You can never count out Jones & Co.

TED WYMAN -- Winnipeg Sun

, Last Updated: 11:01 AM ET

PAISLEY, Scotland -- For the second time in less than a month, your humble author has been guilty of writing off Jennifer Jones a bit prematurely. Let's go back to Feb. 27 at Mile One Stadium in St. John's, Nfld., where Jones was struggling mightily in the Canadian championship against Jenn Hanna of Ontario and looked to be dead in the water, trailing by two in the 10th end.

I'll admit it, I had a story written about what a disaster the final was, about how the Manitoba players failed to show up in the most important game of their lives and about how Jones herself looked like she had something caught in her throat the whole game.

Then the Manitoba skip pulled off her spectacular in-off to win the championship in brilliant fashion and all the negativity was forgotten.

I should have learned.

Yesterday, I did it again, tapping out a story about the unfortunate demise of the Canadian team at the world women's curling championship. It seemed like the right thing to do as the Canadians were down by three with only two ends to play against a two-time world champion and were only a loss away from potentially becoming just the third team in Canadian history to miss the playoffs at this event.

But the Canadians came back, scoring three in the 10th with the hammer and stealing one in the 11th for an 11-10 final.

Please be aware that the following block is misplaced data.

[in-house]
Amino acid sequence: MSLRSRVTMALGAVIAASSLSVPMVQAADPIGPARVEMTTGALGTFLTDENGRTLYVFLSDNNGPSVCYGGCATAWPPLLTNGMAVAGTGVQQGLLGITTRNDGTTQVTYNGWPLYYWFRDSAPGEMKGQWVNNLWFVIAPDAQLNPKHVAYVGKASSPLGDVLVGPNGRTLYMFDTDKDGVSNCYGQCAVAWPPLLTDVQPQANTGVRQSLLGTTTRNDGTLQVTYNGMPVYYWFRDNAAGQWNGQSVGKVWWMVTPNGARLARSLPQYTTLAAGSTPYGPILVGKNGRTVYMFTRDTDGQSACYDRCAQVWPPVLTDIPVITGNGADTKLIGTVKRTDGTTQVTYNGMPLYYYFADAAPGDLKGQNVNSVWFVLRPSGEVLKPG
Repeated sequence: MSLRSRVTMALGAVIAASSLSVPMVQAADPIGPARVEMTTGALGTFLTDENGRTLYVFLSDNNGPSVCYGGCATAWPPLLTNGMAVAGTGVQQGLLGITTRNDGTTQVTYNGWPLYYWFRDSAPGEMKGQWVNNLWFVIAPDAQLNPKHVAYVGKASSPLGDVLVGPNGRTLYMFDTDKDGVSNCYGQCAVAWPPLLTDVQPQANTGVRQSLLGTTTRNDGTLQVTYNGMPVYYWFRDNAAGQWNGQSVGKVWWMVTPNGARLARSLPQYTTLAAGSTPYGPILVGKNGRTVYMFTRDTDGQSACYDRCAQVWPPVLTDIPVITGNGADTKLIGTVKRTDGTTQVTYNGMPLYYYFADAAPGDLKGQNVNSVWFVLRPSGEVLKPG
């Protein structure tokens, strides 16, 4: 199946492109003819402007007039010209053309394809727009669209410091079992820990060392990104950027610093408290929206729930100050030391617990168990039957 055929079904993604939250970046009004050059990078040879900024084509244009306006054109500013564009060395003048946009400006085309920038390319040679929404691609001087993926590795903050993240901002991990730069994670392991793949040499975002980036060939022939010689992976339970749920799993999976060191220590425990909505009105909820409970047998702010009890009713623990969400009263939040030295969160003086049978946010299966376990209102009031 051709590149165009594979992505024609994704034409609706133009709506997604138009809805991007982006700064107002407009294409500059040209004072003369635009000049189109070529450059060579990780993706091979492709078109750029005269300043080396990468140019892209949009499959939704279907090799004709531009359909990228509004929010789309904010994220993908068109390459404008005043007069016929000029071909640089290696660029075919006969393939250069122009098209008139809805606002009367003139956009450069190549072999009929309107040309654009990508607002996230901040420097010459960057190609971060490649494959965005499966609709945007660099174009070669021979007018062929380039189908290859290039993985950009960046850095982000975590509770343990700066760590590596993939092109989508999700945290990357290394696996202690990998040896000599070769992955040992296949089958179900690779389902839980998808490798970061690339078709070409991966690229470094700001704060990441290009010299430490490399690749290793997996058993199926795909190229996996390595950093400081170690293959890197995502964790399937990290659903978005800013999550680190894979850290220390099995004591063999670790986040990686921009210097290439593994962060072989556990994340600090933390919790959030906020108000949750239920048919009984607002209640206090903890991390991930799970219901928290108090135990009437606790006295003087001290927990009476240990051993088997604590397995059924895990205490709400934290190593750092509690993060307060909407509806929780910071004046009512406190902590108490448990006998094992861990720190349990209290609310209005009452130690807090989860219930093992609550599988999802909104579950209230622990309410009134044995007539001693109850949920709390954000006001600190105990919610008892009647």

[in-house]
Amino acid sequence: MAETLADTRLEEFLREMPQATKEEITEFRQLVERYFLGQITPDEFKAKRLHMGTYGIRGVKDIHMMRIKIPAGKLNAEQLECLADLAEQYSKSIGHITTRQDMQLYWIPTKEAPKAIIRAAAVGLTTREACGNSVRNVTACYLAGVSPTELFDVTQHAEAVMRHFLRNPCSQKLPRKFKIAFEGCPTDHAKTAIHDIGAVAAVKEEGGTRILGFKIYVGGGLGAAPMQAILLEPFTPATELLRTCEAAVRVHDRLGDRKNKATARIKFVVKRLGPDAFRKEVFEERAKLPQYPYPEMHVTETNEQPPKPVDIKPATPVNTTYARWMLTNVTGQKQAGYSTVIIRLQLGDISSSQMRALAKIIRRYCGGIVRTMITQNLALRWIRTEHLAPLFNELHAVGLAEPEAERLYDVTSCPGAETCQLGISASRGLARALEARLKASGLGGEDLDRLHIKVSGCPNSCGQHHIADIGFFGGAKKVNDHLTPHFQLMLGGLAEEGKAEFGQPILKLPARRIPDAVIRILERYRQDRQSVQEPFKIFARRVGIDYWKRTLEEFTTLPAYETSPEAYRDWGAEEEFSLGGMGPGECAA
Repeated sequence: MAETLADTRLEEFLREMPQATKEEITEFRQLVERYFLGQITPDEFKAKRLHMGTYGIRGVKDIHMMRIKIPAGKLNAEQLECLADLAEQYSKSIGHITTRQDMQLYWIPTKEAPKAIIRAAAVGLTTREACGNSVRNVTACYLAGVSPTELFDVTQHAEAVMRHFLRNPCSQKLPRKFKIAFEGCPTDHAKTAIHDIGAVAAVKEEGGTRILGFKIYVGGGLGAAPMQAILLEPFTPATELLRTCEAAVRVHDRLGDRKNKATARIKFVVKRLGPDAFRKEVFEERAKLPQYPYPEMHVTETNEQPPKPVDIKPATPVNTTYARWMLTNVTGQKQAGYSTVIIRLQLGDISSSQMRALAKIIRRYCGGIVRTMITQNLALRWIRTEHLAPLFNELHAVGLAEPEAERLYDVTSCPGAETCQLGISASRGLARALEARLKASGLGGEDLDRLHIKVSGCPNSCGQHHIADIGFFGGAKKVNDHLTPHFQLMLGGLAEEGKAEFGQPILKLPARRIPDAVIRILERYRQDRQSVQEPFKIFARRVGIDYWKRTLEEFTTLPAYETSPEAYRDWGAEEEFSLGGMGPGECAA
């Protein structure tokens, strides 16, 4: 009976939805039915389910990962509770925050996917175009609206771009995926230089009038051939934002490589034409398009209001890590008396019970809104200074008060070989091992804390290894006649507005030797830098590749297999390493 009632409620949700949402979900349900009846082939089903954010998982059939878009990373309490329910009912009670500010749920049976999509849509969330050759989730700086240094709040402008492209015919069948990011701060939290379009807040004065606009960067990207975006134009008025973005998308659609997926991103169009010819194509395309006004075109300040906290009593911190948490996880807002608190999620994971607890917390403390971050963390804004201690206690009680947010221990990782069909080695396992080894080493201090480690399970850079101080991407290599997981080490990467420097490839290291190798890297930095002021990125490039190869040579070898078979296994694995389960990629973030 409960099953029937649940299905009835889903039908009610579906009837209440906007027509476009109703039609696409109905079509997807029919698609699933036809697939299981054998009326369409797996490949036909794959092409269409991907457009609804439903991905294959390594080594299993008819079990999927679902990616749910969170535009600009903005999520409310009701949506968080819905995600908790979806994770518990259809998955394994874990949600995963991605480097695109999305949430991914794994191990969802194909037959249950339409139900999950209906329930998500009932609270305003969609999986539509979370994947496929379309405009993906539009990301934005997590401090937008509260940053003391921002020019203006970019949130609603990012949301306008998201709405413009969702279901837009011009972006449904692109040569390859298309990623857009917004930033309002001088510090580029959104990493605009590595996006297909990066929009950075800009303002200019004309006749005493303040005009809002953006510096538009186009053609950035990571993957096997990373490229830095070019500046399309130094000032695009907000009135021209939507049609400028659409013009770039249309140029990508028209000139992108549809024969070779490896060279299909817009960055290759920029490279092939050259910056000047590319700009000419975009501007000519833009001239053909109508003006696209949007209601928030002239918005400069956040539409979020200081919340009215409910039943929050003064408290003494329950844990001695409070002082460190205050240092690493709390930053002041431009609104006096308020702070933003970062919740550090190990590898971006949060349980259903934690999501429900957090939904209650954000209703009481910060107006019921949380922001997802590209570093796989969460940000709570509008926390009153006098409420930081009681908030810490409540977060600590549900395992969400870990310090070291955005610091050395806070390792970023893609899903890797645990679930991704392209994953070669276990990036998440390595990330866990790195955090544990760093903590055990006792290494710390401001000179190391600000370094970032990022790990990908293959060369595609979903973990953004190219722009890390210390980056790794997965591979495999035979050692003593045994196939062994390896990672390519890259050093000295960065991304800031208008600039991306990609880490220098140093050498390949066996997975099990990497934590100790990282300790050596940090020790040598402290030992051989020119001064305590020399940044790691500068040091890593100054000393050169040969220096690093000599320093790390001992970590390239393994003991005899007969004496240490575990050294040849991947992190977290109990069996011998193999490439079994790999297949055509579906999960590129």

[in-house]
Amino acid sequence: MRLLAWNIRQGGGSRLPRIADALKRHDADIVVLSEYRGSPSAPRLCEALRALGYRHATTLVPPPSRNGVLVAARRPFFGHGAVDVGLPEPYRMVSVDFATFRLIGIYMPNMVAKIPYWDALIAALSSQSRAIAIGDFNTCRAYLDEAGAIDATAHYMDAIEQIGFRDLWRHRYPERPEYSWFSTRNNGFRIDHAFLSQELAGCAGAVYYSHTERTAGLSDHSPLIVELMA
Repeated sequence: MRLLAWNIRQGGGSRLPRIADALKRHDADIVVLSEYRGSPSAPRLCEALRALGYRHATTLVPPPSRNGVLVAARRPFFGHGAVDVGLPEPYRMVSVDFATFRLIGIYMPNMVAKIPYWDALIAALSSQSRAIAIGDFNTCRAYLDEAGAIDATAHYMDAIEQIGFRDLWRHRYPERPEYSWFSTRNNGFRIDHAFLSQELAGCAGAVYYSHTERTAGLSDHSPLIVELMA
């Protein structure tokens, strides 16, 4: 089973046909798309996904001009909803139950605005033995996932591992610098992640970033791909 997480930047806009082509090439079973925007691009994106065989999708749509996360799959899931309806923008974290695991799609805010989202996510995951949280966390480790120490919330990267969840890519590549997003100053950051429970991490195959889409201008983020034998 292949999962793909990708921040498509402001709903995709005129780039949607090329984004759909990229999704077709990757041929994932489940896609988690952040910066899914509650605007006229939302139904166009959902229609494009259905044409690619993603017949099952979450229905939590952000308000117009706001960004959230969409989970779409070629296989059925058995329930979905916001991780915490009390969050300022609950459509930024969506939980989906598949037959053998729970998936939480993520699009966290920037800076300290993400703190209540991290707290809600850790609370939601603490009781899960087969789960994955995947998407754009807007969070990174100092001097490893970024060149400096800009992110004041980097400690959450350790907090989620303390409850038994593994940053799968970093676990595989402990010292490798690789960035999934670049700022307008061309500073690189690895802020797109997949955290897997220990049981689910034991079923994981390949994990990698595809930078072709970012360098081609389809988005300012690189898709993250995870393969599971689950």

And don't think the Canadians missed the fact that their local media members were among the doubters.

"I saw you guys up there," Canadian third Cathy Overton-Clapham said, referring to the media bench. "You didn't think we were going to pull that out. There's a lot of rewriting going on up there now."

Right you are Cathy.

The fact is, this team simply has a flair for the dramatic. And you certainly can't call them quitters.

"I don't know if I'd say they are miracles," second Jill Officer said. "But we are a team that doesn't give up. We've proved that a number of times this year."

All that being said, the Canadians have not looked like potential world champions very often this week.

COMFORTABLE

While Anette Norberg's Swedish team and Cassie Johnson's American side have looked comfortable and confident, the Canadians have struggled every inch of the way. They still don't have the ice down perfectly, they are still missing key shots and it often takes great ones from Jones to get the team out of sticky situations.

Even yesterday, they gave up a five-ender and still won. How often does that happen?

"I didn't get that sinking feeling in my gut. You hate to give up a five but we have fought to win games all year. We still had lots of ends left and we knew we had to just keep it going and keep fighting it out."

"We weren't playing badly," added Overton-Clapham. "It was an innocent five we gave up."

An innocent five? Come on.

You can rest assured the front-runners in this tournament, Sweden and the U.S., who will meet in tomorrow's Page system 1-vs-2 game, didn't give up any innocent fives this week.

What they did do is beat Canada. Sweden beat them soundly, the U.S. won a squeaker.

In fact the only contenders Canada has beaten so far are Norway, which was a gift from Norwegian skip Dordi (Flash) Nordby, and the Russians, which hinged largely on the free four points Canada received when the Russians were called on a controversial timing violation.

So, I must admit I still have my doubts.

It's a long road to the final through the 3-vs-4 game and Canada will have to play much better to make it happen.

Then again, surprises are nothing new to this team.


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